Pixels Are The New Pies

An interesting infographic trend: Square blocks of color are now being used to represent percentage-based statistics instead of the traditional pie chart. Some recent examples are shown here.

Square Charts

The chart on the left is from a NY Times story on atheism and the afterlife, making its choice of colors seem a little weird. And is that empty white block in the center supposed to represent the empty hole in our souls? On the right, a detail from a Wired story on how much Americans spend on gadgets. Charles M. Blow created the graphic for the Times; Arno Ghelfi did the honors for Wired.

This switch raises some interesting questions.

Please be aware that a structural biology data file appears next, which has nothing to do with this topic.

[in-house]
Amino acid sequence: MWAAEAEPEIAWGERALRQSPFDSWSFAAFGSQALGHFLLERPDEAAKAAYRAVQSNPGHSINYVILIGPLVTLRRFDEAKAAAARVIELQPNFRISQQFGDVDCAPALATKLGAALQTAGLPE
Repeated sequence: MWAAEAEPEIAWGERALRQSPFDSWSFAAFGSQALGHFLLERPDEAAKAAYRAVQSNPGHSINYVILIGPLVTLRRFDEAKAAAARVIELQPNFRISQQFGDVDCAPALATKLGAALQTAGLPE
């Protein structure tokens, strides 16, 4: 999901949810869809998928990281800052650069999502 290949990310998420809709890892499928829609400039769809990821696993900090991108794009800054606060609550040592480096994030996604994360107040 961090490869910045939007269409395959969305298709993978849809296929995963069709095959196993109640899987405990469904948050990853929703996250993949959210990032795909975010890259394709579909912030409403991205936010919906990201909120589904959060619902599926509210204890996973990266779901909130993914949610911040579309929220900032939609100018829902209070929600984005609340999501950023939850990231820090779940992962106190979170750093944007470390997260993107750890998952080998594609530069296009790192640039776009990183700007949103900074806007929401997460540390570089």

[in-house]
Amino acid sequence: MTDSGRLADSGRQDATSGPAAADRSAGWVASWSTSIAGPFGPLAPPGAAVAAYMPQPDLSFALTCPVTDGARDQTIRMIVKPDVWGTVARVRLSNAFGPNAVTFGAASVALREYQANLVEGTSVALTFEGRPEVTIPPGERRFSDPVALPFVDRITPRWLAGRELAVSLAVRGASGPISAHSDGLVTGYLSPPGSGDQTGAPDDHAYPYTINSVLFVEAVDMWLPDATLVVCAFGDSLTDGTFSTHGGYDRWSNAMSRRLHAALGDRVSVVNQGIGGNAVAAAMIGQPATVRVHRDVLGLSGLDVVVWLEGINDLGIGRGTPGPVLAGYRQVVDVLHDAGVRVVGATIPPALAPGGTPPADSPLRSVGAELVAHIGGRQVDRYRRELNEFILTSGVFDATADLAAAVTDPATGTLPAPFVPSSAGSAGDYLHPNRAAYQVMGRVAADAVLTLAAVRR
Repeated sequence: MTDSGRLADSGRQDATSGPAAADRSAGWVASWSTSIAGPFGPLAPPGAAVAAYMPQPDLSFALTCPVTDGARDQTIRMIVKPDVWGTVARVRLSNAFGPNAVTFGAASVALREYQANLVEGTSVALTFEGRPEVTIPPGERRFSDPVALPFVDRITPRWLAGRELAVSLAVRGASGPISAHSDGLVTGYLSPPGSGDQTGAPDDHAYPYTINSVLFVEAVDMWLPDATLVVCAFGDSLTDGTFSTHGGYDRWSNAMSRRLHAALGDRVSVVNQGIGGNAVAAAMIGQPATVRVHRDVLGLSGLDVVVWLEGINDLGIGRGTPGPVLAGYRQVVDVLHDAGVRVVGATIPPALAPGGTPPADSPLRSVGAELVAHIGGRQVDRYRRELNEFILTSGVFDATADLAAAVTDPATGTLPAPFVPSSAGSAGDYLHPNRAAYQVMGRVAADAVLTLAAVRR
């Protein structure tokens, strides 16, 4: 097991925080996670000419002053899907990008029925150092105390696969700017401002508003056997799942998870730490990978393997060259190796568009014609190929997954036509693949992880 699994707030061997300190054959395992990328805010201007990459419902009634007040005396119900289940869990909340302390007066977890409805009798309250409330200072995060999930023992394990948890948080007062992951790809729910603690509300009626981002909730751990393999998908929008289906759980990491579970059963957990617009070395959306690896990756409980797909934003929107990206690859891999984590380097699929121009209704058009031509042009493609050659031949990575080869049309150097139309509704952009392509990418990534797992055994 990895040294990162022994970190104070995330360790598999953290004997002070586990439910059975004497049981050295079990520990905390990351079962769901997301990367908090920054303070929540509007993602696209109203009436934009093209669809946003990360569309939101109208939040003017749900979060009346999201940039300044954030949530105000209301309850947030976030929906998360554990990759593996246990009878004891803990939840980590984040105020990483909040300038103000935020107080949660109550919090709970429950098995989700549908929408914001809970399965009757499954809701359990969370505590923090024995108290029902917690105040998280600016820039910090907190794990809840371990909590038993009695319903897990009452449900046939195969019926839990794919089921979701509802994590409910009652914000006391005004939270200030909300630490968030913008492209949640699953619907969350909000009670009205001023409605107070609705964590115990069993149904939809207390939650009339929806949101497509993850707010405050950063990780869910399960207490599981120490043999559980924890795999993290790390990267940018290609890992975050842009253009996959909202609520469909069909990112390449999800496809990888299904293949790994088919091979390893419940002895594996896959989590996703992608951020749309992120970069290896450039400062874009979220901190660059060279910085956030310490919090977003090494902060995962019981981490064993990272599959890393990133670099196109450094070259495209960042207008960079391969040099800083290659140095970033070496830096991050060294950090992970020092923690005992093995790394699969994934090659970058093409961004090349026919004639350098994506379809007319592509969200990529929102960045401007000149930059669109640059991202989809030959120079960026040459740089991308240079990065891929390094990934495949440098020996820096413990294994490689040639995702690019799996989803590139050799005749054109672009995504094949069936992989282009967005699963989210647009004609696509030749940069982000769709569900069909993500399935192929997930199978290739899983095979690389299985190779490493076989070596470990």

• Is the square format more familiar to readers now because of the preponderance of the pixel in pop culture?
  • There's a lot of leeway in choosing the shape of individual regions, since the only constraint is that they use the proper number of squares -- what are the best practices here?
  • Finally, a productive use of all that time spent playing Tetris?
  • How come it took so long to figure out that pie charts are pretty hard to actually glean data from?
  • Was there a "Designing For Print" conference somewhere six months ago where a speaker made a particularly compelling case for squares over circles?

Somewhat obliquely related, my series of posts last year on 100 Perfect Pixels, featuring Nike Plus, Amazon's Gold Box and Vox's Neighborhood.

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